The even more interesting question is, assuming the rollover was a qualified rollover, whether the funds contributed by the grandparents should be excluded entirely from the parent's bankruptcy estate because they were contributed by the grandparents. It seems unfair from a policy perspective to use the grandparents' assets to pay the parent's creditors, especially when the grandparents' contribution was intended to pay for the grandchildren's college education. On the other hand, the parent does have unrestricted legal access to the funds and it seems unfair to discharge the parent's debts, but leave the parent with effective access to the 529 account for his personal use. I would ask the bankruptcy attorney if the account owner of the portion contributed by the grandparents can be changed to someone other than the debtor.
Question: My daughter is a freshman this year at Wake Forest. We paid for fall 2009 in August and spring 2010 at the end of November. When I submit for reimbursement from the 529 Plan, do I have to ask for a distribution for the spring 2010 expenses before year end 2009 because I paid the expenses in 2009 or can I wait until December 2010 because the expenses related to calendar year 2010?
Susan: To be safe, any 529 distribution taken for expenses you paid in 2009 should have been taken in 2009. The 2008 Advance Notice from the IRS proposed a rule that would permit a distribution taken in 2009 to be used for expenses paid in 2009 or on or before March 31, 2010. However, the Advance Notice did not propose a rule that would permit a distribution to be taken in 2010 for expenses paid in 2009. Nonetheless, we can hope that final regulations will provide such flexibility.
Question: My daughter is a senior this year at University of Maryland. She studied for the spring semester of her junior year [Jan-July 09] at the University of Nice in France. We had to pay for plane tickets to and from Nice. We also had to pay for housing for her--she shared a small apartment with another student in the program. This housing cost about $1,500 more than UMD would have charged her to live in the dorm at UMD for the semester but was nonetheless still reasonable. The housing was not owned or operated by UMD but was on a list of available housing opportunities provided to the kids by UMD. Do the plane fare and extra housing cost fall within the definition of qualified higher education expenses?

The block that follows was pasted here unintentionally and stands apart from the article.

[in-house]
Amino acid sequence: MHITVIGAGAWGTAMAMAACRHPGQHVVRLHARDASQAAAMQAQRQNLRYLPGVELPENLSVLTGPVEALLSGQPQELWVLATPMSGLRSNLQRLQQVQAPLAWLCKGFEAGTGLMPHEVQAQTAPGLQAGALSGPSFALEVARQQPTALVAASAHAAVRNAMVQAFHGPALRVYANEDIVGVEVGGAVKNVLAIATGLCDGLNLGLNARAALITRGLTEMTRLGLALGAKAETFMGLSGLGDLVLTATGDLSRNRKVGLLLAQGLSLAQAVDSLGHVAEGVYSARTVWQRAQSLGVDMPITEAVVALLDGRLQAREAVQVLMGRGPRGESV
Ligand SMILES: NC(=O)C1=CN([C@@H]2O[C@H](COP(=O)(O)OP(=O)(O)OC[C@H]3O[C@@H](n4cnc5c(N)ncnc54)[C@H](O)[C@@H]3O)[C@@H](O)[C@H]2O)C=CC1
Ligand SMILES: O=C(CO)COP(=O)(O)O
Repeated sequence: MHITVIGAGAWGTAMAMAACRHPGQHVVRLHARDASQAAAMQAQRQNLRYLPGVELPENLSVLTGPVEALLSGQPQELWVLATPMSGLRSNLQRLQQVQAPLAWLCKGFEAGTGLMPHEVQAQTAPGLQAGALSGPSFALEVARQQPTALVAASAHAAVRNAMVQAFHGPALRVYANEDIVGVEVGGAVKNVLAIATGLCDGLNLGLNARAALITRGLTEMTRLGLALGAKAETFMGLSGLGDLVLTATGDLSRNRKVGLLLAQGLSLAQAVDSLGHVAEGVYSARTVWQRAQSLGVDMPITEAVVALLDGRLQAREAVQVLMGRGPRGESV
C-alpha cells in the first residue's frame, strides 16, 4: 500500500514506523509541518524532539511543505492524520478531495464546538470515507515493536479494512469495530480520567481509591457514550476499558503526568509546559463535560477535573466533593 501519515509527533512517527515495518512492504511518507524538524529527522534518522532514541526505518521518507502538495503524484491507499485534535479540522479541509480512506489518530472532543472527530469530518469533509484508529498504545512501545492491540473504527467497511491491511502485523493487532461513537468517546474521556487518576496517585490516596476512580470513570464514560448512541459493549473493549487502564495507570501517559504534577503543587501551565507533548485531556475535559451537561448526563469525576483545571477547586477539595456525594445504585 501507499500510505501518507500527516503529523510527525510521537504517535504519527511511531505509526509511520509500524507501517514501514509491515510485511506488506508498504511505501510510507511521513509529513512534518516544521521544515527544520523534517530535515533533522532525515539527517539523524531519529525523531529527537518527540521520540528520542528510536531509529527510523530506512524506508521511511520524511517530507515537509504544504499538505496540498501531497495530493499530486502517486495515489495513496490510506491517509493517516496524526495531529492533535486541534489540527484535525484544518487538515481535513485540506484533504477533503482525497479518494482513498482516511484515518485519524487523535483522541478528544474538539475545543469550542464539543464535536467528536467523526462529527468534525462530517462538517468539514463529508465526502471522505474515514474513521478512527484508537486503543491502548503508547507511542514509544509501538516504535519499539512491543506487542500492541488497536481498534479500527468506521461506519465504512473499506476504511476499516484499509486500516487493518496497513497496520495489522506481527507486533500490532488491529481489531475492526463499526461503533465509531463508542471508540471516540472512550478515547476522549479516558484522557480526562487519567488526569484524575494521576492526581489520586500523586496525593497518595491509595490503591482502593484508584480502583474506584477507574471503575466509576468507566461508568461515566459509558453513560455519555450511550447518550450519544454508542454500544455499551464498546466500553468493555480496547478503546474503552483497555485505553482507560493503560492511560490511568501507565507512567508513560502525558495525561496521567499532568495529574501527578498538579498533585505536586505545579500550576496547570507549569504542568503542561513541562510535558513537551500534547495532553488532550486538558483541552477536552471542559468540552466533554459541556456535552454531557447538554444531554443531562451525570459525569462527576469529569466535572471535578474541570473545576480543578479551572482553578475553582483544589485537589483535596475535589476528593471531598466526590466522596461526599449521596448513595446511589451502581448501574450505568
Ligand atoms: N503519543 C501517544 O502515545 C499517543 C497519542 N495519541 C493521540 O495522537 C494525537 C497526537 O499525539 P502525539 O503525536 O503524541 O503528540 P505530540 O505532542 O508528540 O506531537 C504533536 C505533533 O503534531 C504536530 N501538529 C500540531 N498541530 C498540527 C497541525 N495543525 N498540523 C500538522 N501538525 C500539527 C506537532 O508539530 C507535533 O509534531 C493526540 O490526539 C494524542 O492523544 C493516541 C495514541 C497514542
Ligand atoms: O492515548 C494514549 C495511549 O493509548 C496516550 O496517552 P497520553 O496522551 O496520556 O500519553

Susan: Unfortunately transportation costs are not included in the definition of qualified higher education expenses. Room and board is limited under 529(e)(3)(ii) to the allowance included in the school's cost of attendance.
Question: Now that the estate tax is repealed for 2010, can I make unlimited gifts to 529 accounts for my grandchildren without tax consequences?
Susan: NO! First, Congress may try to retroactively reinstate the estate and generation-skipping transfer taxes during the year. Although retroactive reinstatement may be challenged in court on constitutionality grounds, the courts have allowed retroactive tax legislation under certain circumstances.
Even assuming that the transfer tax rules don't change retroactively later this year, the legislation that currently applies to 2010 repeals only the estate and GST taxes, not the gift tax. The gift tax rate, however, is reduced from 45% to 35%. Thus gifts to a beneficiary, including gifts to a 529 account for such beneficiary, in excess of $13,000 in 2010 will still be subject to gift tax. Of course, married couples can still make the split-gift election so that they can give $26,000 per beneficiary in 2010 without gift tax. And the five-year election can still be made, which would permit an individual to give up to $65,000 to a 529 account without gift tax ($130,000 for a married couple making a split-gift election).